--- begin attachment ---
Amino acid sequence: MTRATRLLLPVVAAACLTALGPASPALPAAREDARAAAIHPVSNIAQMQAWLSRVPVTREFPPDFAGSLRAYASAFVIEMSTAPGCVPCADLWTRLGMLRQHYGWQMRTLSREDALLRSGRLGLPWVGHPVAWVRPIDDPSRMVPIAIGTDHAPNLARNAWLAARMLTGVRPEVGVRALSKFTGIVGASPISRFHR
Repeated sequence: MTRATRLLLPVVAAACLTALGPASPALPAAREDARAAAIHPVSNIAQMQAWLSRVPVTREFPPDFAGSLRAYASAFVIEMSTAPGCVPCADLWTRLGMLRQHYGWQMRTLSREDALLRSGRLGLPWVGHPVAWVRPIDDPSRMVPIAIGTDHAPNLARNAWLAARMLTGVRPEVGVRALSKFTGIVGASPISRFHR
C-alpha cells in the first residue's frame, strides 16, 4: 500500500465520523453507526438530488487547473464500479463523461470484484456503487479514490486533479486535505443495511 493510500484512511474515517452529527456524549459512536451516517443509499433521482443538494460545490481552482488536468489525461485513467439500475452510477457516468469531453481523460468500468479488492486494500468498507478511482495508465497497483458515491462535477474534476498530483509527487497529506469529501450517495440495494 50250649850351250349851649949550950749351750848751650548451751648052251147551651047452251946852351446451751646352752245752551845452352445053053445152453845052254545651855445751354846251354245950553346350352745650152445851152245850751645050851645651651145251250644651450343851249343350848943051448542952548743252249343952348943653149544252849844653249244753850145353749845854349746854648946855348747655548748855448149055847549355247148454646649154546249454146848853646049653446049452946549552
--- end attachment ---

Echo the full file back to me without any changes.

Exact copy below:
Amino acid sequence: MTRATRLLLPVVAAACLTALGPASPALPAAREDARAAAIHPVSNIAQMQAWLSRVPVTREFPPDFAGSLRAYASAFVIEMSTAPGCVPCADLWTRLGMLRQHYGWQMRTLSREDALLRSGRLGLPWVGHPVAWVRPIDDPSRMVPIAIGTDHAPNLARNAWLAARMLTGVRPEVGVRALSKFTGIVGASPISRFHR
Repeated sequence: MTRATRLLLPVVAAACLTALGPASPALPAAREDARAAAIHPVSNIAQMQAWLSRVPVTREFPPDFAGSLRAYASAFVIEMSTAPGCVPCADLWTRLGMLRQHYGWQMRTLSREDALLRSGRLGLPWVGHPVAWVRPIDDPSRMVPIAIGTDHAPNLARNAWLAARMLTGVRPEVGVRALSKFTGIVGASPISRFHR
C-alpha cells in the first residue's frame, strides 16, 4: 500500500465520523453507526438530488487547473464500479463523461470484484456503487479514490486533479486535505443495511 493510500484512511474515517452529527456524549459512536451516517443509499433521482443538494460545490481552482488536468489525461485513467439500475452510477457516468469531453481523460468500468479488492486494500468498507478511482495508465497497483458515491462535477474534476498530483509527487497529506469529501450517495440495494 50250649850351250349851649949550950749351750848751650548451751648052251147551651047452251946852351446451751646352752245752551845452352445053053445152453845052254545651855445751354846251354245950553346350352745650152445851152245850751645050851645651651145251250644651450343851249343350848943051448542952548743252249343952348943653149544252849844653249244753850145353749845854349746854648946855348747655548748855448149055847549355247148454646649154546249454146848853646049653446049452946549552